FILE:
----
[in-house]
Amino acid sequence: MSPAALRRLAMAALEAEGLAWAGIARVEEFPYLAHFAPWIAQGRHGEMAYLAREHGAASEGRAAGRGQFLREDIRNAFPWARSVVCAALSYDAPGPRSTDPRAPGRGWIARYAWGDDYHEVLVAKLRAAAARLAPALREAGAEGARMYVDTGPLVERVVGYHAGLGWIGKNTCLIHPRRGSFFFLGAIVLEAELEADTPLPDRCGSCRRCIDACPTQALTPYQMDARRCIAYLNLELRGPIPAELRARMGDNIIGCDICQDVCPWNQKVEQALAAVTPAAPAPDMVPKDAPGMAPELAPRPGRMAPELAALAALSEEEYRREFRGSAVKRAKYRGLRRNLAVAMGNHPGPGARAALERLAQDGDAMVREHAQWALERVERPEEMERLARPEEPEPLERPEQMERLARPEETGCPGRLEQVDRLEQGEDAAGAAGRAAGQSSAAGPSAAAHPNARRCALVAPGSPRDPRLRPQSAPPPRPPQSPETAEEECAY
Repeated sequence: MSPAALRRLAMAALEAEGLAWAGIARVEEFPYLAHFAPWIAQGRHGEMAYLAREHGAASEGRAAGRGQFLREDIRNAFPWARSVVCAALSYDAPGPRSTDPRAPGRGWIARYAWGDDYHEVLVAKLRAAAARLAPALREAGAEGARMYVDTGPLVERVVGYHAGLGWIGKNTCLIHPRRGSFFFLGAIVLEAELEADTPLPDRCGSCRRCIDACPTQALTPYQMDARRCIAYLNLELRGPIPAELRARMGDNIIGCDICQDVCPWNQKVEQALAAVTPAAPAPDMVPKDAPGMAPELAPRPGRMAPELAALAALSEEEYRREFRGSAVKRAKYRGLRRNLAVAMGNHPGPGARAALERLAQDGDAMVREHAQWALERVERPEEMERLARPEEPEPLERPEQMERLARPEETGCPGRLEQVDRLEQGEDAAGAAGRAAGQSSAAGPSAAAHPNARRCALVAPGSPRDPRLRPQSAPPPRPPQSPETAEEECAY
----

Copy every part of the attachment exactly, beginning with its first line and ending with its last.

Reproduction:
[in-house]
Amino acid sequence: MSPAALRRLAMAALEAEGLAWAGIARVEEFPYLAHFAPWIAQGRHGEMAYLAREHGAASEGRAAGRGQFLREDIRNAFPWARSVVCAALSYDAPGPRSTDPRAPGRGWIARYAWGDDYHEVLVAKLRAAAARLAPALREAGAEGARMYVDTGPLVERVVGYHAGLGWIGKNTCLIHPRRGSFFFLGAIVLEAELEADTPLPDRCGSCRRCIDACPTQALTPYQMDARRCIAYLNLELRGPIPAELRARMGDNIIGCDICQDVCPWNQKVEQALAAVTPAAPAPDMVPKDAPGMAPELAPRPGRMAPELAALAALSEEEYRREFRGSAVKRAKYRGLRRNLAVAMGNHPGPGARAALERLAQDGDAMVREHAQWALERVERPEEMERLARPEEPEPLERPEQMERLARPEETGCPGRLEQVDRLEQGEDAAGAAGRAAGQSSAAGPSAAAHPNARRCALVAPGSPRDPRLRPQSAPPPRPPQSPETAEEECAY
Repeated sequence: MSPAALRRLAMAALEAEGLAWAGIARVEEFPYLAHFAPWIAQGRHGEMAYLAREHGAASEGRAAGRGQFLREDIRNAFPWARSVVCAALSYDAPGPRSTDPRAPGRGWIARYAWGDDYHEVLVAKLRAAAARLAPALREAGAEGARMYVDTGPLVERVVGYHAGLGWIGKNTCLIHPRRGSFFFLGAIVLEAELEADTPLPDRCGSCRRCIDACPTQALTPYQMDARRCIAYLNLELRGPIPAELRARMGDNIIGCDICQDVCPWNQKVEQALAAVTPAAPAPDMVPKDAPGMAPELAPRPGRMAPELAALAALSEEEYRREFRGSAVKRAKYRGLRRNLAVAMGNHPGPGARAALERLAQDGDAMVREHAQWALERVERPEEMERLARPEEPEPLERPEQMERLARPEETGCPGRLEQVDRLEQGEDAAGAAGRAAGQSSAAGPSAAAHPNARRCALVAPGSPRDPRLRPQSAPPPRPPQSPETAEEECAY